The Russian invasion of Ukraine, along with increased tensions in the Middle East and the Indo-Pacific region, has generated many debates. Debates about the stability of the international order, the cohesion of NATO, and many others. But for the United States, one significant debate regards the size and expansibility of the American defense industrial base. It’s a discussion that is well past due.

Last year, Under Secretary of Defense Colin Kahl testified to Congress that, “What the Ukraine conflict showed is that, frankly, our defense industrial base was not at the level that we needed it to be to generate munitions.” But the challenge with ammunition is more symptom than cause, in economic terms something of a “leading indicator.”

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Second GOP Presidential Debate Was Sloppy, At Times Chaotic, Ultimately Forgettable, Critics Say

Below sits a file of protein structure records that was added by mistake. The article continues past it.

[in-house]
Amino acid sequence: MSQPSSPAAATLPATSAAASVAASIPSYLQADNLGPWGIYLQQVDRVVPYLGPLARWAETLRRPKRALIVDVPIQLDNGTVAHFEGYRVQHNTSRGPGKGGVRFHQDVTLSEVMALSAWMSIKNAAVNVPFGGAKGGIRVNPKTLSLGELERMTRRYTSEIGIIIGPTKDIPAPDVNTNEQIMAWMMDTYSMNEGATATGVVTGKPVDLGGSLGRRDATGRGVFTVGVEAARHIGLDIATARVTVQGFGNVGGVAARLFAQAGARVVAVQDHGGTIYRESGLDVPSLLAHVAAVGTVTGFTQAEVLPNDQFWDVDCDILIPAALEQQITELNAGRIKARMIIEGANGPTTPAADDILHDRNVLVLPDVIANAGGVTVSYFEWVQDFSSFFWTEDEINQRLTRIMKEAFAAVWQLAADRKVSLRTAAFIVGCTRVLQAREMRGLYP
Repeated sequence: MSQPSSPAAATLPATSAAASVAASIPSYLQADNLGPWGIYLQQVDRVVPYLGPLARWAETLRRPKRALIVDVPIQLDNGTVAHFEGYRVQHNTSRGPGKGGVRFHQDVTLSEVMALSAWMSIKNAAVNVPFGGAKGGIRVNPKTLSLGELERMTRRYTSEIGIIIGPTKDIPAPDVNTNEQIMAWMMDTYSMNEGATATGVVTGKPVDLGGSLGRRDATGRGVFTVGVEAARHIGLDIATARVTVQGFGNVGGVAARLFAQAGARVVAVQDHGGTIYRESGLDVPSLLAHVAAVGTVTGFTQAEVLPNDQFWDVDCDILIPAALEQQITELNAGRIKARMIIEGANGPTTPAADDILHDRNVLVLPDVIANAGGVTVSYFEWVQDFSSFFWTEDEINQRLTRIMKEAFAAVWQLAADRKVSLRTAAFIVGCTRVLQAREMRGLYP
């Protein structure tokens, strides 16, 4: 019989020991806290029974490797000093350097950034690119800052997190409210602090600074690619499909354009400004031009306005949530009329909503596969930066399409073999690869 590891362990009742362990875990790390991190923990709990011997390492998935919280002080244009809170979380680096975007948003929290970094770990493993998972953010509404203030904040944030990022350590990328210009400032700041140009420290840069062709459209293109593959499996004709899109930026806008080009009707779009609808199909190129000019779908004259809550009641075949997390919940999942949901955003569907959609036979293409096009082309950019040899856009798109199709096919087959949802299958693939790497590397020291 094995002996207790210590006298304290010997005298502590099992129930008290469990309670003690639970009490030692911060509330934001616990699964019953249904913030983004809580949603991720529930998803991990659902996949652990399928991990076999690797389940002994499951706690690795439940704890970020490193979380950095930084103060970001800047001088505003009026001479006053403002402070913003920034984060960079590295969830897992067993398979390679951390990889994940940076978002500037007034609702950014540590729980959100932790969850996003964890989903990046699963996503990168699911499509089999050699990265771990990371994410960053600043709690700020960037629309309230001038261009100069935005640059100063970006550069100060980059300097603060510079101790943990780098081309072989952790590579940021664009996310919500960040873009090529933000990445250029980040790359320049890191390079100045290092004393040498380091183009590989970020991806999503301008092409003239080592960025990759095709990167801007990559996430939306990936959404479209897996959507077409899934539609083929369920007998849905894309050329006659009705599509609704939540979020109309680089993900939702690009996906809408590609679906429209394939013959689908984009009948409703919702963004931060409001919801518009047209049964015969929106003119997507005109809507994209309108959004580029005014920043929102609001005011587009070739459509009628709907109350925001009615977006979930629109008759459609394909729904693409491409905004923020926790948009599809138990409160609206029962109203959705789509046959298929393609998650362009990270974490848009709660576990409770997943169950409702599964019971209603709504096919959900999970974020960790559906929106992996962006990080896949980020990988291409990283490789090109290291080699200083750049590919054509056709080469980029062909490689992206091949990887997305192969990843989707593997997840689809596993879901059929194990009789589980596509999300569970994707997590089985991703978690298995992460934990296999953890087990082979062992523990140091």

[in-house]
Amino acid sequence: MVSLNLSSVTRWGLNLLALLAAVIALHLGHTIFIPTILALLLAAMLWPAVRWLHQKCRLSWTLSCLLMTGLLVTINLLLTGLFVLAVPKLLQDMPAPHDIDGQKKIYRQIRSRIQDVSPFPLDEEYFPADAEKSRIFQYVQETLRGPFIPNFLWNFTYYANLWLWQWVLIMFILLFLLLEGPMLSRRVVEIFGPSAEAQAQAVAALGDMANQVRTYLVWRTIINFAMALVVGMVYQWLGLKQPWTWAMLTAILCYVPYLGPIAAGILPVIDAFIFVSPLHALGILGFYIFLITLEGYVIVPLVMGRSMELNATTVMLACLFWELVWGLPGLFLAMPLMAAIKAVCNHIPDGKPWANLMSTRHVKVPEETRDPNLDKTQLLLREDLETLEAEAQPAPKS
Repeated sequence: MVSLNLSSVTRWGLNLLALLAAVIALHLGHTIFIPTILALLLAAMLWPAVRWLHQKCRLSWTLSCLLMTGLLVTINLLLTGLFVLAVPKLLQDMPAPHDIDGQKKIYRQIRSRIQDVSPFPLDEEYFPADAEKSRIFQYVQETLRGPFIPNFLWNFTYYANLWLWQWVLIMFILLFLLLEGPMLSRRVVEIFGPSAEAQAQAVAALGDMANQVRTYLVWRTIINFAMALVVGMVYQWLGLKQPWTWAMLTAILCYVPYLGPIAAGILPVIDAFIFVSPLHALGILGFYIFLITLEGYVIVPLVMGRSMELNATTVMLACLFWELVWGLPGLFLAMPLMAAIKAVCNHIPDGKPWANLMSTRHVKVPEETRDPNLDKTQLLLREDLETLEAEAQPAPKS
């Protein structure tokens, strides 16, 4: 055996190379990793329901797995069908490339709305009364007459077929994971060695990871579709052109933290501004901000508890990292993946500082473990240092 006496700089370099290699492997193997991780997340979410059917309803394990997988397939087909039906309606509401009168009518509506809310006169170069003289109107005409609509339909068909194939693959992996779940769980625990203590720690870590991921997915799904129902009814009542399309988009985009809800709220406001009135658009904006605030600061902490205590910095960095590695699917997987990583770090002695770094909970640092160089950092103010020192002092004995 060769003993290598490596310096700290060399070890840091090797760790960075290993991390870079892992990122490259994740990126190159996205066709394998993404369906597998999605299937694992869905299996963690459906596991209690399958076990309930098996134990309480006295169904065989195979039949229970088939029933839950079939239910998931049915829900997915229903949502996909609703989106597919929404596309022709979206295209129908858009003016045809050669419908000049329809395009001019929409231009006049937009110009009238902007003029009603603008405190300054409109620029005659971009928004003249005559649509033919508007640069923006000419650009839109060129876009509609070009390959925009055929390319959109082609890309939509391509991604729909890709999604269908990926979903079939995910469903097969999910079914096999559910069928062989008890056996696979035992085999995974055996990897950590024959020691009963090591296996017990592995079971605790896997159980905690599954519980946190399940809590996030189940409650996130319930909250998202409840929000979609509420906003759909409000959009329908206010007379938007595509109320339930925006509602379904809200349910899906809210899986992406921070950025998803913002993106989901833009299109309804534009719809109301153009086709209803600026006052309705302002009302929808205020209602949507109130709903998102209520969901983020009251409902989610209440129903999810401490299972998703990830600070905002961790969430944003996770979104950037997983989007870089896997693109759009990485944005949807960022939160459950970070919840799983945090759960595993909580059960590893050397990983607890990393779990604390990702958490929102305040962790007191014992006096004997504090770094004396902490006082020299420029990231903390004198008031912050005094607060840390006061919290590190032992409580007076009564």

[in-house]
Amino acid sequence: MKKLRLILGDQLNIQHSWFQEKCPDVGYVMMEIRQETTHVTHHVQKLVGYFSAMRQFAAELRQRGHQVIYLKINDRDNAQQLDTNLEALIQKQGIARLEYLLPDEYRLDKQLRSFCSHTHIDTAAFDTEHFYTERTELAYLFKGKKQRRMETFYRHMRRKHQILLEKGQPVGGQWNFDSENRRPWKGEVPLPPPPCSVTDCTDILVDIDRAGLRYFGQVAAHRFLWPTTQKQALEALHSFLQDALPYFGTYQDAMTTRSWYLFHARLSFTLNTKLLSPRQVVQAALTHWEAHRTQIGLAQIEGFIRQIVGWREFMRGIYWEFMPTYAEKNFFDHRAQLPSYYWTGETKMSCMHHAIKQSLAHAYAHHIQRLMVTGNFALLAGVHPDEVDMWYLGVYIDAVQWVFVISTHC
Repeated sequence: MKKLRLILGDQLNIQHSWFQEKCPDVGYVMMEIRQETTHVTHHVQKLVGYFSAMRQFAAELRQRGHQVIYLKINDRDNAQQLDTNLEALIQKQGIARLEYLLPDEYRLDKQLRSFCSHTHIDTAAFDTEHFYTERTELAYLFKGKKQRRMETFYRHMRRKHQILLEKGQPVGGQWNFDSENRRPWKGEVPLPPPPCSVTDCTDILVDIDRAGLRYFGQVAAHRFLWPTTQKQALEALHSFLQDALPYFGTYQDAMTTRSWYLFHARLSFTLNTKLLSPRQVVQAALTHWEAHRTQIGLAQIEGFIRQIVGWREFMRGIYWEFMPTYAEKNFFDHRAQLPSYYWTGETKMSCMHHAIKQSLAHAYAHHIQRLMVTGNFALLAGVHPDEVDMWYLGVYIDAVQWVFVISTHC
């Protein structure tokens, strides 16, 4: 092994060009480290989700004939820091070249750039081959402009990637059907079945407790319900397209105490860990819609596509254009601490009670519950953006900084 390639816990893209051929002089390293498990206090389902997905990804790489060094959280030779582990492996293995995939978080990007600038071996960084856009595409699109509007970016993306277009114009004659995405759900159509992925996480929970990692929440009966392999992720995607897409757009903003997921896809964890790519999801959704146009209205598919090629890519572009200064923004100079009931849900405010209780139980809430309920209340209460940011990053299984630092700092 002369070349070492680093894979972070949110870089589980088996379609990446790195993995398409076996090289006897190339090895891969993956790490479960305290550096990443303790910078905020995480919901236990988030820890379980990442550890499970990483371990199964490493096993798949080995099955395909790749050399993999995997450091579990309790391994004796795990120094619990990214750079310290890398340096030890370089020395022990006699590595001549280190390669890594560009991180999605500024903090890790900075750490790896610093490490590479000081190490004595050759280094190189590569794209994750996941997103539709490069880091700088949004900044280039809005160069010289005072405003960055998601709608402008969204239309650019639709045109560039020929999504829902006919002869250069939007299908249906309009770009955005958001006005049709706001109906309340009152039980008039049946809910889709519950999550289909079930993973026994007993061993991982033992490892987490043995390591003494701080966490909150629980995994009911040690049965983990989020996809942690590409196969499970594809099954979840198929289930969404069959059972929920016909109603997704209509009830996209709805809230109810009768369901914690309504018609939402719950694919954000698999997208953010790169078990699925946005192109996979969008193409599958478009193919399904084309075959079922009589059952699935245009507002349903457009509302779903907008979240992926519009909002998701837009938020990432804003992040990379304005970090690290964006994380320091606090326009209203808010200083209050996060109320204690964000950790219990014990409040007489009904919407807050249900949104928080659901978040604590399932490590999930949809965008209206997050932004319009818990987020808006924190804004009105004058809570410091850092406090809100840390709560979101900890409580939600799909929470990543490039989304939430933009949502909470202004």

Wednesday evening’s chaotic GOP presidential primary debate at times felt more like an episode of “Jersey Shore” than a showcase of the best and brightest minds in conservative politics.

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A Closer Look at Vivek Ramaswamy’s Bold Plan to Take Down the Administrative State

GOP presidential candidate Vivek Ramaswamy proposed a plan on Wednesday to halve the size of the federal administrative state in his first year in office — should he be elected.

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Commentary: Is Former Vice President Mike Pence’s View on Conservatism Correct?

Former Vice President Mike Pence in a speech before the New Hampshire Institute of Politics at Saint Anselm College and in an article in The Wall Street Journal warned Republicans and conservatives about the danger of populism. The former Vice President argues, in echoing Ronald Reagan’s 1964 address, that it is “a time for choosing” for Republicans whether to continue to follow the “siren song” of populism or return to true conservatism. It is clear that Pence is not only drawing a line in the sand and forcing a debate over conservatism, but also distancing himself from former President Donald Trump and those who support his policies. Nevertheless, Pence fails to understand that the conservative populism he is denouncing is actually rooted within the American conservative tradition.

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Commentary: Why Not ‘America First?’